Leading up to the shutdown crisis, Congress also failed to pass a new Farm Bill after the most recent extension expired on September 30. Under the most recently lapsed Farm Bill, which was a 10-month extension of the 2008 Farm Bill, several key organic programs lost funding. Organic programs that were not included in the extension were the organic research and extension funding, the organic certification cost share, and an organic data collection system. Organic farmers argued that these programs were necessary in helping build organic agriculture into the multibillion dollar industry it is today and these supports come at dramatically lower level of funding than given to conventional growers.

This past May the Senate passed a bi-partisan Farm Bill. However, the House of Representatives failed to pass an initial version of their farm bill in June. The bill failed after 62 House Republicans opposed the bill because they believed it did not include a large enough cut to nutrition programs, or food stamps. The House than passed separate farm legislation and nutrition legislation and joined the two pieces together in late September. Conferees to resolve the difference between the House and Senate bill were just named recently however, it is unlikely substantial discussion will happen before the end of the shutdown. It will be important for organic advocates to demand that provisions that are only in the Senate version of the legislation that strengthen organic agriculture are not removed from the bill during the conference process.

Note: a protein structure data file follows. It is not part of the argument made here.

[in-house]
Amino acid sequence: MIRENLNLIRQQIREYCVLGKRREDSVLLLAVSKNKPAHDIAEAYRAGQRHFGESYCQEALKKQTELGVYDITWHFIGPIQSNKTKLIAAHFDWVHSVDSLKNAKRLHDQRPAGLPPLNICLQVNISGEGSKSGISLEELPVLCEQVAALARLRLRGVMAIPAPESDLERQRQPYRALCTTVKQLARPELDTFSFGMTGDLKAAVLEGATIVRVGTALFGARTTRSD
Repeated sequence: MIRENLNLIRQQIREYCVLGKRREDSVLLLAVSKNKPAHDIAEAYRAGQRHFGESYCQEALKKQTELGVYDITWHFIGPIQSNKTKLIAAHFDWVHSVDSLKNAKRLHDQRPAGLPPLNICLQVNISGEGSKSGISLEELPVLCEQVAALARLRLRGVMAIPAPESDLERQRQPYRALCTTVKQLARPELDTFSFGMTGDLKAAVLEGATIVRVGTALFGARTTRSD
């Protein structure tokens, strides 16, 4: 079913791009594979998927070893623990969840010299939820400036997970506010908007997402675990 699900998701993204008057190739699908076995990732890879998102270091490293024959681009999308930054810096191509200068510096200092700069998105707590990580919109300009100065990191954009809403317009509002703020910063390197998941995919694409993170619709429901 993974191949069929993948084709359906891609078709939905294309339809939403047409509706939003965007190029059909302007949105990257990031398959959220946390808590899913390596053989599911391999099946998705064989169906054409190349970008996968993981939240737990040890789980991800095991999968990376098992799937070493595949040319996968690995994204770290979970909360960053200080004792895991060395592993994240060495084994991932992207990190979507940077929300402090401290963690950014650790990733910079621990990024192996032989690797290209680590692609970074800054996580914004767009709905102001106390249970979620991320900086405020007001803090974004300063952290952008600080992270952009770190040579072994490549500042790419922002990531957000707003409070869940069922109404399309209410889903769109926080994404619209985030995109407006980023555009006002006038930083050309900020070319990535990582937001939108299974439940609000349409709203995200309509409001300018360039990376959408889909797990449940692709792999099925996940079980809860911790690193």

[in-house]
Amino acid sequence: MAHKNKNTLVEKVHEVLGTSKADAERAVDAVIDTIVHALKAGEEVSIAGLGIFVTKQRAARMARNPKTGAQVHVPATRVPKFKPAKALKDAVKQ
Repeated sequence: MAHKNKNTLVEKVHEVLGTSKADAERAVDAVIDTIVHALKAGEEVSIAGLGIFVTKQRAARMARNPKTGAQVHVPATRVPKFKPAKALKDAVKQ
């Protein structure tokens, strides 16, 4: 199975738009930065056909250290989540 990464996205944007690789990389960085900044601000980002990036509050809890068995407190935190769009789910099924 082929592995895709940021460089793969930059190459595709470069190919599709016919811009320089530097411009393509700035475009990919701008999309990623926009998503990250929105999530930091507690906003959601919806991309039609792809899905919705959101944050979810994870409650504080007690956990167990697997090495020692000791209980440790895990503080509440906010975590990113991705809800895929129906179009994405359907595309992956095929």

Another effect of the current government shutdown is that the Centers for Disease Control and Prevention (CDC) has been slowed in its ability to respond to a recent salmonella outbreak that has been traced to three California poultry plants. The novel strain antibiotics-resistant salmonella has sickened at least 278 people nationwide with 42 percent of the sick people being hospitalized, double the normal rate for such an outbreak. Foster Farms, the producer of the chicken, is not recalling its product and the USDA will not close the three poultry plants implicated in the salmonella outbreak.

Estimates by the public health advocacy group Union of Concerned Scientists suggest that 70 percent of antibiotics used in the United States are devoted to the non-therapeutic treatment of cattle, swine and poultry, endangering human health by contributing to the rise of antibiotic-resistant infections. Currently, the strongest regulatory action in this country against the use of antibiotics for non-medical uses has been in organic agriculture. According to the U.S. Department of Agriculture’s organic standards, producers of organic livestock cannot use antibiotics in any form, with the exception of limited emergency situations when they are needed to save an animal’s life, at which point it cannot not be sold, labeled, or represented as organically produced.

For more information on what you can do to advance organic agriculture, see Beyond Pesticides’ Keeping Organic Strong website, which provides a number of resources for people to participate in the organic review process alongside the NOSB.

All unattributed positions and opinions in this piece are those of Beyond Pesticides.

Sources: Cornucopia Institute , LA Times, Feedstuffs